Björk Cornucopia Review – electrifying pop concert, art installation and opening ceremony all rolled into one

It’s been a tough 15 years for Australian Björk fans. Like a cult whose leader quickly deserted us without explanation, we vacillated between naïve hope and utter despair, awaiting their return. Why hadn’t the Icelandic singer-songwriter – the most unique musician of a generation – played here for so long? Had she refused (or worse, had she forgotten?) to perform almost half of her discography here? Would she ever come back? Did…did we do something wrong?

If you’re a geriatric millennial Björk fan like me, her absence felt almost personal. We were too young for Big Day Out 1994. We missed their sold out show on the steps of the Opera House in minutes after Volta 2007. Those who saw her DJ set at Sydney’s Carriageworks for Vivid 2016 left us confused and helpless. None of the music was by Björk; no one could see her behind a strategically placed potted plant. (“Do we even know that was it her?” asked the punters.) She hasn’t played live in Australia since 2008.

Related: Perth Festival 2023 opens up to the world – with Aboriginal techno, the promise of Björk and uncomfortable truths

Now everything is forgiven. Or rather full of love. What we witnessed on the opening night of Cornucopia – the first of four shows Björk will play in Australia and exclusively for the Perth festival – was the ultimate expression of her artistry, an electrifying culmination of everything she has worked on since her debut in 1993 . Björk had already perfected minimalism with 1997’s Homogene (beats, strings, voice) and 2004’s Medúlla (almost entirely a cappella). Cornucopia sees Björk at her maximalist best.

At first glance, one might think Perth are lucky to have met Björk in the first place. When she insisted Cornucopia would only be performed in one Australian city, the world’s most geographically isolated city did not scream “likely winner”. But the Perth Festival has done its homework. They won the tender by suggesting to the renowned nature lover – who worked with Sir David Attenborough during Biophilia 2011 – that Noongar Boodjar is “one of the most biodiverse places on the planet”. It’s also home to some of the oldest geographic formations on earth, in beautiful contrast to Iceland’s youthful volcanic wonders. It’s a great sale. And audiences have flown across the continent — and the whole world — just for it.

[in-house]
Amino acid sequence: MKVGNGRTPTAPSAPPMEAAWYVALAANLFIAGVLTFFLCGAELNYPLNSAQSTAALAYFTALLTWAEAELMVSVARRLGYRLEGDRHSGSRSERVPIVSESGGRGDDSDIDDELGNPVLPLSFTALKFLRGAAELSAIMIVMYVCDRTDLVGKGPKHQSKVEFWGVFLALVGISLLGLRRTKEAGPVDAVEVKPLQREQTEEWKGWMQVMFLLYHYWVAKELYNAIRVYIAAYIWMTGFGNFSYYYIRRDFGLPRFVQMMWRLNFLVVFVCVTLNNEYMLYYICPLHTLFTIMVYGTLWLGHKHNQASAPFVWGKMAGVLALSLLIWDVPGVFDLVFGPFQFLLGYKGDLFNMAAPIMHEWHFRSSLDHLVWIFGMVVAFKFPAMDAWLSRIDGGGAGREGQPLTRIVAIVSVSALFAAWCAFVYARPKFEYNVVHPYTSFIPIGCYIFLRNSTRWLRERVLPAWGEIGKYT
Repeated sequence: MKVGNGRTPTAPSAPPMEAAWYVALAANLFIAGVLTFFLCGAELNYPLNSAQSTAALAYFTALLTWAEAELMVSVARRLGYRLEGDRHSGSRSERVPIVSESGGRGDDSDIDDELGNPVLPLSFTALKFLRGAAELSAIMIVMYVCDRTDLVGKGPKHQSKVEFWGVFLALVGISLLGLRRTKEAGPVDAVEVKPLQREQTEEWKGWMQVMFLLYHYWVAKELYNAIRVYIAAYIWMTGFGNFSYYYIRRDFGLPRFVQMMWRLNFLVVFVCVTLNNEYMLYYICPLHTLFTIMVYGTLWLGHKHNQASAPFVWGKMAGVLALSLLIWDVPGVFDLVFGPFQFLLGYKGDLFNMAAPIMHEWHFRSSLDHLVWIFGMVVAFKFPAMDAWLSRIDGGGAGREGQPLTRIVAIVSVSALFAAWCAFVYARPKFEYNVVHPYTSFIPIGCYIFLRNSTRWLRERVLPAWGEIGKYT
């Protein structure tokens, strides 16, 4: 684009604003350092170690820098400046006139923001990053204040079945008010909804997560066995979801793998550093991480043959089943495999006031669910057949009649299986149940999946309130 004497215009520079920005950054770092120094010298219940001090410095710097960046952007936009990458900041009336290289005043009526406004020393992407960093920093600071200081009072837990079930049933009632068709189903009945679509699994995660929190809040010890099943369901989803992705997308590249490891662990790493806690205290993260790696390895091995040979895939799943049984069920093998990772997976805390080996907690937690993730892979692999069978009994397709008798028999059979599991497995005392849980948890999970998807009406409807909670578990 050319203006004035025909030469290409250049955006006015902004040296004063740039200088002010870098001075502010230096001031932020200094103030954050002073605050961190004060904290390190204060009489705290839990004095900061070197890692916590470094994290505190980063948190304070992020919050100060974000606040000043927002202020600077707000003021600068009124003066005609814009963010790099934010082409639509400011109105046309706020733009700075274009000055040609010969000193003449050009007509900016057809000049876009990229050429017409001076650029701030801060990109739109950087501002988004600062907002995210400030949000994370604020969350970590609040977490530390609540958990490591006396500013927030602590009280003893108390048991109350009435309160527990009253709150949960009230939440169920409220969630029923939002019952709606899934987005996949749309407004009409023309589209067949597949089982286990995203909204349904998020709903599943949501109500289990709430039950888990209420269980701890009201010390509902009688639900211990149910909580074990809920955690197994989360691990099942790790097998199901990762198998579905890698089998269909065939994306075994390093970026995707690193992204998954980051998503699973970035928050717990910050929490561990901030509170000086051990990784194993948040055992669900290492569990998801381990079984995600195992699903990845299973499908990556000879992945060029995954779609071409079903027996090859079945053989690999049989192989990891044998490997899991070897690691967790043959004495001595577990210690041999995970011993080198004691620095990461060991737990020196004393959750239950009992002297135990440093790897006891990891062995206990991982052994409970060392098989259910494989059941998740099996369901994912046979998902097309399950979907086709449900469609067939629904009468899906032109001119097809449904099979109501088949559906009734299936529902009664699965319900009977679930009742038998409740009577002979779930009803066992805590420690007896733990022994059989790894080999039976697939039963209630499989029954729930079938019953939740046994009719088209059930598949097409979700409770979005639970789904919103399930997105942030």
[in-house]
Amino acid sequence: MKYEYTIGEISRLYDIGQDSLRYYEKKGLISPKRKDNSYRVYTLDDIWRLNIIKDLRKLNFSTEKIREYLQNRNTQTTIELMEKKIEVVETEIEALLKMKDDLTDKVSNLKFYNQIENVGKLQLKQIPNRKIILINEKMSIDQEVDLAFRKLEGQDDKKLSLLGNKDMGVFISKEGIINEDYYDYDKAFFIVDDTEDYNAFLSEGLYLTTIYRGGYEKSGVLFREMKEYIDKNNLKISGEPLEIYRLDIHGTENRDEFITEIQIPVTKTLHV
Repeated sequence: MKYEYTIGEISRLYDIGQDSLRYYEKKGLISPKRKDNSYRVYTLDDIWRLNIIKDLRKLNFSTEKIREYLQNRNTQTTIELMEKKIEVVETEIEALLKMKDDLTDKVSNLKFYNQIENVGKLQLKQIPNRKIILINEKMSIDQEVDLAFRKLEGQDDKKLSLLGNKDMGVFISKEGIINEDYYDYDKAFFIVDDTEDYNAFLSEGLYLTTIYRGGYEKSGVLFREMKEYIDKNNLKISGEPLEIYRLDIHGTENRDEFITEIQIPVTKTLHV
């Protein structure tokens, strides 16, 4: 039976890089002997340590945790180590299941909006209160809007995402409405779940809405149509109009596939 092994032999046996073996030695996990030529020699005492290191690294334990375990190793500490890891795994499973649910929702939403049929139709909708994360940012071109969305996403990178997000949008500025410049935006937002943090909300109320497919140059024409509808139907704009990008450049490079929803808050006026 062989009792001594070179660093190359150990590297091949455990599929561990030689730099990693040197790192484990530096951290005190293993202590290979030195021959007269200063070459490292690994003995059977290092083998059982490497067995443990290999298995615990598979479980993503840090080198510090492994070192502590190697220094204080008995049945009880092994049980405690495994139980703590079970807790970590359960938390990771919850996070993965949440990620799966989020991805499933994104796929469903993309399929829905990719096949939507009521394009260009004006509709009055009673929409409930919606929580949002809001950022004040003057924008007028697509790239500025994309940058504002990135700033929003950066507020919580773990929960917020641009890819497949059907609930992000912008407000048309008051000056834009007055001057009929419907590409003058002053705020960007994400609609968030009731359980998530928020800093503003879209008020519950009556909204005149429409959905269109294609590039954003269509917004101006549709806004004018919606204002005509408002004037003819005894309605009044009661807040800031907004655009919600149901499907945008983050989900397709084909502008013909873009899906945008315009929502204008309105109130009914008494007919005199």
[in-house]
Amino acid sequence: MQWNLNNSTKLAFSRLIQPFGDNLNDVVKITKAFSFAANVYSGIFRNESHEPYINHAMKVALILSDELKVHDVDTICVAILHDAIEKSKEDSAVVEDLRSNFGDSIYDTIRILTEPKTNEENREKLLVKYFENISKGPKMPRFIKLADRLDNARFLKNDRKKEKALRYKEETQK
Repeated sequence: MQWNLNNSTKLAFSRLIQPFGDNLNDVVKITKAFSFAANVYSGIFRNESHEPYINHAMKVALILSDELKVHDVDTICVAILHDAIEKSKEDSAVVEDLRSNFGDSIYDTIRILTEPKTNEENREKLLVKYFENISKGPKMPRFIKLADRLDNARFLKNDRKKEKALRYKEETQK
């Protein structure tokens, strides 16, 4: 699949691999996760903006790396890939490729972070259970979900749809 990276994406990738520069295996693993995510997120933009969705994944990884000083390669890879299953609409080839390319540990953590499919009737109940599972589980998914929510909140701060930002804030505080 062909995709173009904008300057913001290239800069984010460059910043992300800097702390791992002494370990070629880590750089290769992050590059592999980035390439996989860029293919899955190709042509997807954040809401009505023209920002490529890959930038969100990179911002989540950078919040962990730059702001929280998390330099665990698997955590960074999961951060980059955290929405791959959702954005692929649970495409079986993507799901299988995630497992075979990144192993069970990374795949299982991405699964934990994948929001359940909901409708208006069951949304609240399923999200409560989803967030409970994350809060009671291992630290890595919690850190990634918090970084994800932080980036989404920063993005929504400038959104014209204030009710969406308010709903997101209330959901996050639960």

In Langley Park, the Perth Festival has specially constructed a 100m x 55m, 5000 seat pavilion, bespoke for a sonic and visual spectacle. Co-directed by acclaimed Argentine filmmaker Lucrecia Martel, Cornucopia is conceived as both a lush art installation and opening ceremony and a pop concert. While Björk is primarily a composer and musician, she is also a collaborative multimedia artist. Their songs – like riddles – often only become more meaningful through visual accompaniment. Consider how synonymous her early hits were with her videos: her deranged cartoon self tearing up a chicken in I Miss You; her homeland’s emotional outbursts in yoga; the sexual intensity of pagan poetry, in which a naked and post-coital Björk literally sews her body into a wedding dress.